Why Canon is Better than Sony

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MarshallG
MarshallG Veteran Member • Posts: 5,992
Why Canon is Better than Sony
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I've compared the Canon 5D Mark IV (and similar) to the Sony A7R III (and similar). Here is why I think Canon is a much better camera than Sony. In summary: It's a lot easier to take pictures with a Canon.

Let's take a look at the top of these cameras. This explains a lot:

When you look at the top of the Canon, you can see that there are controls for Exposure Mode (PASM), White Balance, Metering Pattern, Continuous/Single Drive, Continuous/Single Auto Focus, Flash Exposure Compensation, and ISO. And I can see all of those settings, even in total darkness. Oh, and there's a useless button called M-Fn. In decades of photography, I've never learned what an "M-Fn" is, so I never press that button.

Top side view of the Canon EOS 5D Mark IV

Now let's take a look at the top of the Sony:

The top of this camera has Exposure Mode, and what looks like Exposure Comp. How do I set my metering pattern, or change White Balance, or drive mode, or any of those other things I can directly do on the Canon? Let's look at the back of the Sony, maybe they're there?

Back of the Sony A7R III

Huh. Looking at the top, I can make the Menu appear. And it looks like there's a Record button, which starts video recording? And I can start back-button Focus with AF-ON, and Lock Exposure with AEL. Ok, Sony gets a point here for labelling AE Lock as AEL instead of *, like Canon does.

Looks like there's a way to set drive mode and ISO by tapping that dial.

So how do you operate this camera? Well.... you've got two basic choices: Assign features you need to the C1 - C4 buttons. And maybe the Fn button. And if you can remember that C3 is Flash Exposure Compensation... Whoopie! Otherwise, you're going to hit that menu button.

Summary: The bottom line for me, at this point, is that this Sony design is not a usable camera design for me. I don't use Flash Exposure Comp very often, but when I do, I need it. I change drive and focus modes constantly. Most of the top-mounted settings are changed every time I shoot, often several times. For me, personally, I am not able to remember what each of those C1 through C4 settings will do. I assume I can assign White Balance to C1... but I won't be able to remember that as I'm shooting. That is why, for me, Canon is better than Sony.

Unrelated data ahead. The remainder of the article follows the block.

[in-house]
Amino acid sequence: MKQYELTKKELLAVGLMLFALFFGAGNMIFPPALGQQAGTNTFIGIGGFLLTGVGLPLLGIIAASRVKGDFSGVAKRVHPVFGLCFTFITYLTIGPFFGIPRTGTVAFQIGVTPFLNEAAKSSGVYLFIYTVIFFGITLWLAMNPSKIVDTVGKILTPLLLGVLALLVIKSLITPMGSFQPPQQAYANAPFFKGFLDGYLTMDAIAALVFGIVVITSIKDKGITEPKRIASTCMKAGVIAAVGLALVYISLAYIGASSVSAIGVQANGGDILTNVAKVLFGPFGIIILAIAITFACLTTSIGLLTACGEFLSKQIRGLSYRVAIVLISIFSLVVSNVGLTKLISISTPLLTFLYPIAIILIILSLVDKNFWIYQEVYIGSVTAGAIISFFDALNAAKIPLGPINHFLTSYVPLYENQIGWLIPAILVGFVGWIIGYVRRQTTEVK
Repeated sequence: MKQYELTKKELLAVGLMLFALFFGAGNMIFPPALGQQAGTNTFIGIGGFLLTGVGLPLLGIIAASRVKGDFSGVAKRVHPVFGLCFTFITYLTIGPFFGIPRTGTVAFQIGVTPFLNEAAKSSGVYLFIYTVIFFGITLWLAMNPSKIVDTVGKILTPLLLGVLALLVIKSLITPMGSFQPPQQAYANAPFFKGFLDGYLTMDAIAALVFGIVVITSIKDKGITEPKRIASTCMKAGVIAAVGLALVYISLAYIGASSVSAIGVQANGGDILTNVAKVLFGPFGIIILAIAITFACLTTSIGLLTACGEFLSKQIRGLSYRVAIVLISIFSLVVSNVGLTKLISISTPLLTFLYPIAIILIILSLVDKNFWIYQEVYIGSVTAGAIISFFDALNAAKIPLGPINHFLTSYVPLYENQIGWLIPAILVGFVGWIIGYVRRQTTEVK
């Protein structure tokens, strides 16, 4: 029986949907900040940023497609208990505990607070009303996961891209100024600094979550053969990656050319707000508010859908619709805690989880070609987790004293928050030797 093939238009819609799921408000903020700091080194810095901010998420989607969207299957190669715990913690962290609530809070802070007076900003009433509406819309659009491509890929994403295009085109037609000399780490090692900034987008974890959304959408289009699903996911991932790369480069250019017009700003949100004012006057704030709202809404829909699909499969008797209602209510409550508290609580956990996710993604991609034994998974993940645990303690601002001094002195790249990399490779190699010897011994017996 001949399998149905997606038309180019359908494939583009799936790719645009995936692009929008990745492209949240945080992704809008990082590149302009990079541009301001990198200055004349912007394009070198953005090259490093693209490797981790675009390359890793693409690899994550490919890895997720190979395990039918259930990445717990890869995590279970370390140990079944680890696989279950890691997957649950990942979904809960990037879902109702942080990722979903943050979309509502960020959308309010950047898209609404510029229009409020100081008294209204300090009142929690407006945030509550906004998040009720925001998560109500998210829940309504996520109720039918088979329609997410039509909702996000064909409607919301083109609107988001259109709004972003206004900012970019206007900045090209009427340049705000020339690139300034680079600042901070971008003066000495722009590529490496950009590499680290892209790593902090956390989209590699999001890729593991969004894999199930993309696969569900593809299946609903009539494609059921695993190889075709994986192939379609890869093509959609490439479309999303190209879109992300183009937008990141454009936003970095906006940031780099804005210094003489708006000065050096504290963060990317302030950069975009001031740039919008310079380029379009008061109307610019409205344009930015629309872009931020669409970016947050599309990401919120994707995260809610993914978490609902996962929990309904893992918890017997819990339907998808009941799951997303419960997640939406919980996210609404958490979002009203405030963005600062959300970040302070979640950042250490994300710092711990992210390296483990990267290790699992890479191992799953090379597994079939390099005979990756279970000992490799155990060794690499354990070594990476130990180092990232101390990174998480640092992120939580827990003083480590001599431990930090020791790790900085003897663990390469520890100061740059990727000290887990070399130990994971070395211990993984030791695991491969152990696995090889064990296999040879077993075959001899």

About Sony's menu button: It's a great camera, but when you hit that Menu button, you're going to navigate through THIRTY-FIVE MENU PAGES. (My head is numb). That "Fn" button will help you, it tries to give you commonly-used settings, like so:

Um... This is still a pretty confusing menu. You can set DRO. Cool, I learned all about DRO when I studied photography. DRO is, uh... probably related to PP. It's in the chapter on the other weird icons. I can't make sense of this screen. Apparently it has a zebra stripes feature, which Canon doesn't have. Cool, I think.

Canon has a much cleaner rear panel:

Canon 5D Mark IV Rear

Lots of customizability, but seven well-labeled buttons on the left (apart from the one with the paintbrush). Another six buttons on the right, each is pretty well-labeled, except for Q and the top-right button, which is as useful to me as the Paintbrush and the M-Fn button.

The Canon has a Quick Menu; that's what the Q button is for:

You can completely customize the Q menu, although I guess the Sony can as well. These items are each adjustable using the touchscreen... tap on 1/125, and you can change the shutter speed. Touch Exposure Comp, you can change that, and so forth.

In summary, for me, I think Canon has a much more usable camera than Sony. I've used Canon cameras for many years, and I've gained a lot of experience with them. Nonetheless, I put most of the full feature set of my camera to use. I use nearly all of the labeled buttons on my Canon nearly every time I go out shooting. With Sony, there are no buttons for those features, and memorizing the customized button functions probably wouldn't work for me, without at least a year of experience. Look at the top of the Canon again... now imagine those four little buttons weren't labeled. Would you remember which one is the Drive Mode button?

 MarshallG's gear list:MarshallG's gear list
Canon EOS 5D Mark IV Canon EF 50mm f/1.4 USM Canon EF 85mm f/1.8 USM Canon EF 16-35mm F2.8L II USM Canon EF 70-200mm F2.8L IS II USM +2 more
Sony Alpha a7R III
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